#68 Knife Fork & Spoon

68 Knife Fork & Spoon


Click to view full-​size or download hi-​rez image for gallery-​quality printing and framing.
This is a high-​resolution pdf & may take a few minutes to download.
Find printing tips & framing ideas here.

This edi­tion should be titled “Lar­ry & Susie” because what these peo­ple stand for is far more sig­nif­i­cant and inspir­ing than a lit­tle piece of art­work with an amper­sand in it. But since Lar­ry’s trea­sure to me inspired this work, I did make it as spe­cial as I could (and learned a cou­ple new Pho­to­shop effects in the process).

 Before I pro­ceed with their sto­ries, here’s an invi­ta­tion to attend Susie’s “Use Me & Abuse Me” par­ty between Wednes­day, Octo­ber 24, 2014 and until all the guests have left or are passed out, which is sev­er­al days lat­er, where she invites you to shame­less­ly plug your own web­site or blog. Go there right now and join in the fun, but don’t for­get to come back here. If you miss this par­ty, sub­scribe to her blog and you’ll get an invi­ta­tion to the next one.

Mention your own blog or website at Susie’s
“Use Me & Abuse Me” party:
susielin​dau​.com

Like I said, this edi­tion is about  two very spe­cial peo­ple, both of whom I admire great­ly for their courage, faith, and inspi­ra­tion; both of whom I met online some­how; and both of whom I’ve nev­er met in person…but I feel like they’re my next door neighbors.


LARRY

I’ll start with Lar­ry, because he’s the inspi­ra­tion for this Amper­Art piece. A few years ago my broth­er Andy gave me very designer-​style Mick­ey Mouse cof­fee mug, which I love and use every sin­gle day (unless I need just a tiny jolt, then I grab my small­er cof­fee mug from The Orig­i­nal Pantry, old­est restau­rant in Los Ange­les – just so you know, I pur­chased the mug; had to, as I exam­ined a case of 60 to find the per­fect print­ing). I thought it would be cool to have a Mick­ey Mouse cof­fee spoon, not think­ing I’d actu­al­ly find one. Well, I did, on ebay, from this guy named Lar­ry who I knew was going to send me a spec­tac­tu­lar piece after a cou­ple con­ver­sa­tions with him. He real­ly want­ed me to be hap­py! And when it arrived – hap­py I was! For a moment my kitchen was the hap­pi­est place on earth! Not only is it the clas­sic “old” Mick­ey, the spoon is a real tea­spoon size, per­fect for a cup o’ joe, it’s in excel­lent con­di­ton, and states the copy­right is owned by that revered name of old, “Walt Dis­ney Productions.”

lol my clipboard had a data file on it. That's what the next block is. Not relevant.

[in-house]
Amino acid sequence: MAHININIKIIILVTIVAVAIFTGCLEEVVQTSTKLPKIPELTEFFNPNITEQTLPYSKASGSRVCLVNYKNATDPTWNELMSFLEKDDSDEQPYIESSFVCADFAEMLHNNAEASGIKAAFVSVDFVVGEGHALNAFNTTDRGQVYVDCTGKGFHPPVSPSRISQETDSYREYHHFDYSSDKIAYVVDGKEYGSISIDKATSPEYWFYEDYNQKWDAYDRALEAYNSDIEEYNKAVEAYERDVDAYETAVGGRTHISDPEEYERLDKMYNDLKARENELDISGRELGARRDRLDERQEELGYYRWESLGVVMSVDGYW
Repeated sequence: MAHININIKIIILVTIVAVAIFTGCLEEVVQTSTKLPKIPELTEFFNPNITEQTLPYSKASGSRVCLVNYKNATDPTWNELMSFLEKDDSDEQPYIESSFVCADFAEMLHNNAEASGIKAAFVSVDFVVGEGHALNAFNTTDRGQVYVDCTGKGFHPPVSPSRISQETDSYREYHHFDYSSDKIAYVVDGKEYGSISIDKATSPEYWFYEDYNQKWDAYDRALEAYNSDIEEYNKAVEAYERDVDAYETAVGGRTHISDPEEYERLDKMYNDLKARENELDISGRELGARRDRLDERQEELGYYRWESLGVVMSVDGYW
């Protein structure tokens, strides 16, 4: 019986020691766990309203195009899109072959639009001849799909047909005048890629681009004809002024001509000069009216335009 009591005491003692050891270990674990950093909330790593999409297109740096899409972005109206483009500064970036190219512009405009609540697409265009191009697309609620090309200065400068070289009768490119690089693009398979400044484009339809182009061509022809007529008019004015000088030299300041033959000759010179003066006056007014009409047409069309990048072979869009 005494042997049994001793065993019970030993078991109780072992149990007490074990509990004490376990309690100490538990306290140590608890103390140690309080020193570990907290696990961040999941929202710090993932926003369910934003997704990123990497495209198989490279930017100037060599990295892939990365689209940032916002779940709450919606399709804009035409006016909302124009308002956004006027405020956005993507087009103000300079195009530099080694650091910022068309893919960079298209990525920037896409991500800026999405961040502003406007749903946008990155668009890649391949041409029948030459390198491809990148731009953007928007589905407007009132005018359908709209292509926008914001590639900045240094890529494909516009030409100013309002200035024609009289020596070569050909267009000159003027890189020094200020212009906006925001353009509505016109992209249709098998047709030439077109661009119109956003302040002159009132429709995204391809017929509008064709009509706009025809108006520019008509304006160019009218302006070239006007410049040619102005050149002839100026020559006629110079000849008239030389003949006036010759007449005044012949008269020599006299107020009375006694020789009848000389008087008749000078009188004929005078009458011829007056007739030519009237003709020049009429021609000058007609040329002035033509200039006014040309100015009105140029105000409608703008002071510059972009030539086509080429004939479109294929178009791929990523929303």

So Lar­ry real­ly made me very, very hap­py with that spec­tac­u­lar, col­lectible mas­ter­piece that I stir my cof­fee with every sin­gle day, no mat­ter which mug I use.

mickeyspoon

Lar­ry also sub­scribed to Amper­Art, and always leaves a nice comment.

We began com­mu­ni­cat­ing, and what an inspi­ra­tion this man is.

What a bat­tle Lar­ry has gone through, hav­ing con­tract­ed an entire body worth’s of can­cer from serv­ing our coun­try for over 20 years – in the prox­im­i­ty of Agent Orange. He’s told me hor­ror sto­ries that are out of a sci-​fi movie, but unfor­tu­nate­ly he real­ly lived them. He’s been in and out of the hos­pi­tal dozens of  times for can­cer treat­ment, each time pulling some­thing else out or treat­ing this or radi­at­ing that. I was shocked to find out that this poor guy was only the same age as me, when the descrip­tion of his health has him sound­ing 80 years old.